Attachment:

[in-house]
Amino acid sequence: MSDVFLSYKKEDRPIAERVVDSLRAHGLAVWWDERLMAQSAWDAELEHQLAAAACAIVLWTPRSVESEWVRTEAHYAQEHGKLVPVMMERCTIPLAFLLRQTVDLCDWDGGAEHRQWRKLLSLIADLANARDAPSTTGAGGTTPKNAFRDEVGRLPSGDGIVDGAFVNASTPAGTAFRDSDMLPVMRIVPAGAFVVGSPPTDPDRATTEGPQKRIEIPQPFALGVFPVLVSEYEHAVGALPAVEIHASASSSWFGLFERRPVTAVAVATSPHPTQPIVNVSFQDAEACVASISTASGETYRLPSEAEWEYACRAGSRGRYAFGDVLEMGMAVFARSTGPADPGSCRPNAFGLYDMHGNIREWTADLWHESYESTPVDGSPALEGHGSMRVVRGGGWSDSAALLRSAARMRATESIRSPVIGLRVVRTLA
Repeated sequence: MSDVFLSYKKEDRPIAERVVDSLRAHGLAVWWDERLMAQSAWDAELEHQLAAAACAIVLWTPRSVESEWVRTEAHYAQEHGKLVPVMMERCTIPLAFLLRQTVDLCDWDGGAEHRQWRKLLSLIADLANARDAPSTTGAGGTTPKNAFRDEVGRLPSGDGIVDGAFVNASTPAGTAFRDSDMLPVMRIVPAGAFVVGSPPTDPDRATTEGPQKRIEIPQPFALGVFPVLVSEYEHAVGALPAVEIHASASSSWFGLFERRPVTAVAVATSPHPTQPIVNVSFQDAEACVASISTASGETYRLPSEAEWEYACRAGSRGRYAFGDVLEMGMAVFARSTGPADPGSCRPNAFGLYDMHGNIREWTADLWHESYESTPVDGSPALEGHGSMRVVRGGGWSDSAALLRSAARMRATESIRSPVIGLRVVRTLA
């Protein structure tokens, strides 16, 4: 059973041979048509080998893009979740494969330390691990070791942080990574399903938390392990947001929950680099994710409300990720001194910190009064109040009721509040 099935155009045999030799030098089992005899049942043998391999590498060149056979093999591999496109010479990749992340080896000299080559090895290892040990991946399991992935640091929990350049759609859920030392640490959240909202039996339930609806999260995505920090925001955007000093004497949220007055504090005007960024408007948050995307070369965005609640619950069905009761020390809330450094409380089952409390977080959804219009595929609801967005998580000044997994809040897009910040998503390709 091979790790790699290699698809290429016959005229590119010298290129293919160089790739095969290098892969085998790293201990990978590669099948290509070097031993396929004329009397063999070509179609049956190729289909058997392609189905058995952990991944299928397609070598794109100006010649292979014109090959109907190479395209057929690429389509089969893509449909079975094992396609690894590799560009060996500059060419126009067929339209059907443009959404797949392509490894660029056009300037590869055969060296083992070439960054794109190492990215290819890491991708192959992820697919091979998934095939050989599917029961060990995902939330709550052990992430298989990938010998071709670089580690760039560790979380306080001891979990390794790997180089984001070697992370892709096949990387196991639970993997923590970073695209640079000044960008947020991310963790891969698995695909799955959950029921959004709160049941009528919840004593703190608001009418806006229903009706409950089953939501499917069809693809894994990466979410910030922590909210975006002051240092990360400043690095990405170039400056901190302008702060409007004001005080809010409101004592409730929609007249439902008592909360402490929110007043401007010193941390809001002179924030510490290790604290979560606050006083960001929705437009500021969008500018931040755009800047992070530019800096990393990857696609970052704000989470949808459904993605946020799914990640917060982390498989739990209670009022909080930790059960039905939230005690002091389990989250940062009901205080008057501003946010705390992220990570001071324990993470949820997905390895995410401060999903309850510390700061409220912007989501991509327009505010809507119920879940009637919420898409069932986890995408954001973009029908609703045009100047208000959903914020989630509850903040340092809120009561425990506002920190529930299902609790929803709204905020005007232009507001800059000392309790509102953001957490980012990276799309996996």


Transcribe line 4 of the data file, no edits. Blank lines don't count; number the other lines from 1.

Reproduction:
């Protein structure tokens, strides 16, 4: 059973041979048509080998893009979740494969330390691990070791942080990574399903938390392990947001929950680099994710409300990720001194910190009064109040009721509040 099935155009045999030799030098089992005899049942043998391999590498060149056979093999591999496109010479990749992340080896000299080559090895290892040990991946399991992935640091929990350049759609859920030392640490959240909202039996339930609806999260995505920090925001955007000093004497949220007055504090005007960024408007948050995307070369965005609640619950069905009761020390809330450094409380089952409390977080959804219009595929609801967005998580000044997994809040897009910040998503390709 091979790790790699290699698809290429016959005229590119010298290129293919160089790739095969290098892969085998790293201990990978590669099948290509070097031993396929004329009397063999070509179609049956190729289909058997392609189905058995952990991944299928397609070598794109100006010649292979014109090959109907190479395209057929690429389509089969893509449909079975094992396609690894590799560009060996500059060419126009067929339209059907443009959404797949392509490894660029056009300037590869055969060296083992070439960054794109190492990215290819890491991708192959992820697919091979998934095939050989599917029961060990995902939330709550052990992430298989990938010998071709670089580690760039560790979380306080001891979990390794790997180089984001070697992370892709096949990387196991639970993997923590970073695209640079000044960008947020991310963790891969698995695909799955959950029921959004709160049941009528919840004593703190608001009418806006229903009706409950089953939501499917069809693809894994990466979410910030922590909210975006002051240092990360400043690095990405170039400056901190302008702060409007004001005080809010409101004592409730929609007249439902008592909360402490929110007043401007010193941390809001002179924030510490290790604290979560606050006083960001929705437009500021969008500018931040755009800047992070530019800096990393990857696609970052704000989470949808459904993605946020799914990640917060982390498989739990209670009022909080930790059960039905939230005690002091389990989250940062009901205080008057501003946010705390992220990570001071324990993470949820997905390895995410401060999903309850510390700061409220912007989501991509327009505010809507119920879940009637919420898409069932986890995408954001973009029908609703045009100047208000959903914020989630509850903040340092809120009561425990506002920190529930299902609790929803709204905020005007232009507001800059000392309790509102953001957490980012990276799309996996």